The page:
NEW YORK (MainStreet) When Fran Kuglen was 24 years old, she launched a hair products company called Jontee Accessories with $250 in cash. She operated the business out of the basement of her home and worked 14-hour days, seven days a week.
"I was terrified most of the time but too exhausted to stop and analyze," said the married mother of two children. "By the time I realized how precarious my position was, I was in too deep."
Her persistence paid off. In 1994, Kuglen's accessories were selling in Macy's and JCPenney stores nationwide as well as on television's QVC. Her $10.5 million company was eventually acquired by Newell-Rubbermaid.
"Selling a company is a grueling process," Kuglen said. "It took a full year to negotiate and work through with attornies. The process was so insanely time-consuming and stressful that I cried every single day."
While women are earning bigger paychecks, 49% fear they'll end up not only penniless but also homeless, according to the 2013 Allianz Women, Money & Power Survey.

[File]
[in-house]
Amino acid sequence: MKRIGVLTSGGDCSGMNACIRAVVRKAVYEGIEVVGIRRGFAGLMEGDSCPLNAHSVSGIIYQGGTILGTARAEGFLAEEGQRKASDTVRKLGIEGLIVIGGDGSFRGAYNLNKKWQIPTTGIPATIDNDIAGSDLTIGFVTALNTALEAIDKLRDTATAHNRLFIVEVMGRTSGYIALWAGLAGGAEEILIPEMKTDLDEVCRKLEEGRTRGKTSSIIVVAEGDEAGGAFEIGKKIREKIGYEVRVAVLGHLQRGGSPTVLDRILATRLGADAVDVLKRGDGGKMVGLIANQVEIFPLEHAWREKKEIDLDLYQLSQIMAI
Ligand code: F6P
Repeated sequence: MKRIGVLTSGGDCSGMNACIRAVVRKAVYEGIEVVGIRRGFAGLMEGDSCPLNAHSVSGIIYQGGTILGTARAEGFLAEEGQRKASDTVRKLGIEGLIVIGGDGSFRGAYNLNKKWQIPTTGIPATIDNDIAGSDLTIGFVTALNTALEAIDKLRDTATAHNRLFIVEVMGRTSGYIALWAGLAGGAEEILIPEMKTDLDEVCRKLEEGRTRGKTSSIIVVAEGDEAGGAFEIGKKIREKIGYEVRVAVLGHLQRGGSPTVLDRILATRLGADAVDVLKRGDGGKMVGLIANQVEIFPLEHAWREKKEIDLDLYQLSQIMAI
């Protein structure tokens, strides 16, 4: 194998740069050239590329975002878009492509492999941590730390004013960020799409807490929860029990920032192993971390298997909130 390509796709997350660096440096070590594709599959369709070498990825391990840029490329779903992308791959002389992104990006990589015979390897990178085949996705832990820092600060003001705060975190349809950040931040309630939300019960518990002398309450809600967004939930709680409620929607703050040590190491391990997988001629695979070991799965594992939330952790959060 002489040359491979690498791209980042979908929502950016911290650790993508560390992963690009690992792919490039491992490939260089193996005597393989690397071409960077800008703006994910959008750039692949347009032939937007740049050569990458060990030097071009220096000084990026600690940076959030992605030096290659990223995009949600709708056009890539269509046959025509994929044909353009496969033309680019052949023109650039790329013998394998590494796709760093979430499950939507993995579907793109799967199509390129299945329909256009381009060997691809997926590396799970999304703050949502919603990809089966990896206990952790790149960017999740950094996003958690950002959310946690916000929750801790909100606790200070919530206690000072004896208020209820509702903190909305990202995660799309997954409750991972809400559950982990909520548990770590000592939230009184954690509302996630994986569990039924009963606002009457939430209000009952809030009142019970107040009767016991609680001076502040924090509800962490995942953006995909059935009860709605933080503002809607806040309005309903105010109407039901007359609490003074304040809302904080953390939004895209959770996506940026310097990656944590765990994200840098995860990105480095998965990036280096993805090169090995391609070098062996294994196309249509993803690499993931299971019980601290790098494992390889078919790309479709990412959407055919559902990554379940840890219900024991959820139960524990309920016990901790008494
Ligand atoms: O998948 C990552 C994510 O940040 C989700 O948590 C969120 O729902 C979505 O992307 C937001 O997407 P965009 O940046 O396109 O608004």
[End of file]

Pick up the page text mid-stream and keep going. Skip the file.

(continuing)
"Women are brilliantly suited to financial self-determination but very few women value financial freedom despite saying they would like more money," said Margie Baldock, author of the book The Mother Lode Manifesto (Star Fire Books, 2013). "If a woman does not make the conscious decision to become financially free, then homelessness is a real and present danger," .
The Allianz study found that although more than half of married women see themselves as chief financial officer of their households, 56% percent of single women compared to 43% of married women and 54% of divorced women fear deep down becoming a bag lady.
"The number of financially savvy women who feel confident about their spending, saving and investing strategies is growing, which is wonderful news but they still represent only 20% of all women," says Luna Jaffe, a certified financial planner.